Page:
### Receiving installations

They are those that can be found in most industries and homes (most common electrical installation). They are characterized by the transformation of the electrical energy to other types and for being the antagonistic installations to the generating ones.

## Parts of an electrical installation

The design of electrical installations depends on the end point of supply. For example, the various electrical requirements: number of floors, building capacity, possible electrical equipment installed, loads and more.  Although the structural design is variable, every electrical installation must contain the following elements:

Mains supply: part of the installation that conducts the energy from the supply source (public network) to the point of supply (building, community and more). The service connection can be overhead or underground (normally it’s underground).

Metering equipment: it’s owned by the distribution company. It’s placed on the service connection to quantify the consumption of electrical energy by the user. The meter must be externally protected and placed in an accessible place for reading and revision.

General switchboard and protection distribution: located inside the house, it’s the heart of the electrical installation. It contains elements of protection, distribution and control of the electric current.

Switches: this device is designed to open and close the circuits or electrical connections through which current flows. The main switches are, all of them are placed between the connection and the rest of the installation:

• The main switch: it’s used as a means of disconnection and protection of the system.

• The branch switch: it’s used to protect and disconnect the feeders of the circuits that distribute the electrical energy between the sections.

• The thermomagnetic circuit breaker: it’s used to protect and disconnect the supply if an overload or short circuit occurs.

• The power control switch: is used to limit power consumption by the user. It protects the system from possible overloads.

Transformer: electrical equipment that is responsible for changing the supply voltage to the voltage required by the installation. This element is not essential since there may be installations with the same voltage as the supply voltage. On the contrary, there may be installations that need more than one transformer (with a high voltage level).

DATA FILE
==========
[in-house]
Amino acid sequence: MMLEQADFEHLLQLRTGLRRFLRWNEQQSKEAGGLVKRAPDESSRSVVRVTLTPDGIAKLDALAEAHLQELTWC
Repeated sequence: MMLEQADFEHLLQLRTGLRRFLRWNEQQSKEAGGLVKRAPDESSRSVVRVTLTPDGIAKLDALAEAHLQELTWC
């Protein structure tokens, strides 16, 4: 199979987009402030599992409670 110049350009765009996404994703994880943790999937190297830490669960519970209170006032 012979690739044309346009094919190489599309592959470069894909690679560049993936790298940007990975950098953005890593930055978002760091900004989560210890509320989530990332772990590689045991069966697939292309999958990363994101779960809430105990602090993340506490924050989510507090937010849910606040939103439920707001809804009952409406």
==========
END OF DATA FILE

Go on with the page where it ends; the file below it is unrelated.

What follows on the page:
General switchboard: it’s a metallic cabinet composed of control devices. It’s placed immediately after the transformer and contains an automatic circuit breaker to disconnect the service if necessary.

Outputs for lighting and contact: The lighting unit is located at the end of the electrical installations. This unit is a consumer that transforms electrical energy into light or heat energy.

Socket or plug: it’s located on the wall and allows the passage of current when the plug and socket are connected. A maximum of eight plugs must be installed in each electrical circuit.

Grounding or neutral: it’s used to prevent the passage of current to the user due to an insulation fault between the active conductors. It has very little resistance to favor the circulation of any current leakage. It’s a safety element of the electrical installation.

## Most common faults in electrical installations

The electrical installation has a very complex mechanism and for safety reasons it’s very sensitive to possible leaks and breakdowns.

The protective elements that conform it will act by deactivating the energy supply.

In most of these the disconnection is produced by prevention, even so next you will find some of the most common breakdowns.

### Short circuit

A short circuit is one of the most common faults in the installation of electricity. This incident occurs when there is a bad connection between two conductors, a connection between two conductors of different polarity or when there is a fault in the insulation of the wiring.

Each of the circuits of the installation is designed to withstand a different current intensity, that is to say, there is a maximum current defined by the circuit breakers that limits the current flow through each circuit. When this current exceeds the limit, a power surge or overload occurs.

### Loss of insulation

This is one of the most common faults, mainly due to the aging of the cables through which the electric current flows. This failure can cause the passage of current to the users, producing an electric shock.

### Failure of the residual current circuit breaker

Protects users from possible electric shocks by contact (both direct and indirect). The residual current circuit breaker will automatically disconnect the power supply to the house if it detects any anomaly, defect or deviation in the installation.